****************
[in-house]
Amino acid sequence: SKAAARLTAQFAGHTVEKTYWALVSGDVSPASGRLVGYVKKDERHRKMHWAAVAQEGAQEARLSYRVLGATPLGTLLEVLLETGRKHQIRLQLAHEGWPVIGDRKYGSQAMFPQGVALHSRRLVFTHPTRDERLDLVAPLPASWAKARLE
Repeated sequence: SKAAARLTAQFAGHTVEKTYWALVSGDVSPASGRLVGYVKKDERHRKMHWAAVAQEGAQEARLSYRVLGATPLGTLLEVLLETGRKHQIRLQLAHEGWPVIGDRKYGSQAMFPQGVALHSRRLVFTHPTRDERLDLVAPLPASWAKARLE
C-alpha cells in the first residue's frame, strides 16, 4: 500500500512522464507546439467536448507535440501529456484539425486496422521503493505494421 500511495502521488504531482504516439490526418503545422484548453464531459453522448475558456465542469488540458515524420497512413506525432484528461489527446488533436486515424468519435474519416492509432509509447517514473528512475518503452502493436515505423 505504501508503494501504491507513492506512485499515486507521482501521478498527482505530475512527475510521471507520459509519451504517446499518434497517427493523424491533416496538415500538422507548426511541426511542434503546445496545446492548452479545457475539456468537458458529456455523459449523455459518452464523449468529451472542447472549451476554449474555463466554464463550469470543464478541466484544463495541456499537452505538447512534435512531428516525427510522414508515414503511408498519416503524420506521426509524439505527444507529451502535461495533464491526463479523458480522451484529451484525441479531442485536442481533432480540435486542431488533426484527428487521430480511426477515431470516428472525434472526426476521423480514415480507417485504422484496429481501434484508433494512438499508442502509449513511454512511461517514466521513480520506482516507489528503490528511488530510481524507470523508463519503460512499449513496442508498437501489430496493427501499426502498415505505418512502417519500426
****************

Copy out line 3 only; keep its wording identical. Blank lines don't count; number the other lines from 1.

Repeated sequence: SKAAARLTAQFAGHTVEKTYWALVSGDVSPASGRLVGYVKKDERHRKMHWAAVAQEGAQEARLSYRVLGATPLGTLLEVLLETGRKHQIRLQLAHEGWPVIGDRKYGSQAMFPQGVALHSRRLVFTHPTRDERLDLVAPLPASWAKARLE